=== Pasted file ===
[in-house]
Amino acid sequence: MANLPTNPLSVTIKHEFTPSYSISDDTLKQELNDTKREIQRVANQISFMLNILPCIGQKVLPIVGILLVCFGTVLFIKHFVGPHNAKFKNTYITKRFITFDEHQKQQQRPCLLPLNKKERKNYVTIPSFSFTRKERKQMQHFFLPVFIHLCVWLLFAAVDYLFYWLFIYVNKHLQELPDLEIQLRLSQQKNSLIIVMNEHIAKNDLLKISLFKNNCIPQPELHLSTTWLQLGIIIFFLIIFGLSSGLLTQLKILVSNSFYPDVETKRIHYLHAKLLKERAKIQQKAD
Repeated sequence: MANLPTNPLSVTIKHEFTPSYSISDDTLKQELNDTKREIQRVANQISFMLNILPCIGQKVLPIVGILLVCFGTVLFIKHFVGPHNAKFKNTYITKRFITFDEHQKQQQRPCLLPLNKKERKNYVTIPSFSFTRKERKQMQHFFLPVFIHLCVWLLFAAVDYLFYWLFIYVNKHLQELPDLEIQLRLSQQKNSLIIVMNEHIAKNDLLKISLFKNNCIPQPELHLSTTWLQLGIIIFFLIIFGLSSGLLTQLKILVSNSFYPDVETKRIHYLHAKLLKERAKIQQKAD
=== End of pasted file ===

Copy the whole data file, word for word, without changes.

[in-house]
Amino acid sequence: MANLPTNPLSVTIKHEFTPSYSISDDTLKQELNDTKREIQRVANQISFMLNILPCIGQKVLPIVGILLVCFGTVLFIKHFVGPHNAKFKNTYITKRFITFDEHQKQQQRPCLLPLNKKERKNYVTIPSFSFTRKERKQMQHFFLPVFIHLCVWLLFAAVDYLFYWLFIYVNKHLQELPDLEIQLRLSQQKNSLIIVMNEHIAKNDLLKISLFKNNCIPQPELHLSTTWLQLGIIIFFLIIFGLSSGLLTQLKILVSNSFYPDVETKRIHYLHAKLLKERAKIQQKAD
Repeated sequence: MANLPTNPLSVTIKHEFTPSYSISDDTLKQELNDTKREIQRVANQISFMLNILPCIGQKVLPIVGILLVCFGTVLFIKHFVGPHNAKFKNTYITKRFITFDEHQKQQQRPCLLPLNKKERKNYVTIPSFSFTRKERKQMQHFFLPVFIHLCVWLLFAAVDYLFYWLFIYVNKHLQELPDLEIQLRLSQQKNSLIIVMNEHIAKNDLLKISLFKNNCIPQPELHLSTTWLQLGIIIFFLIIFGLSSGLLTQLKILVSNSFYPDVETKRIHYLHAKLLKERAKIQQKAD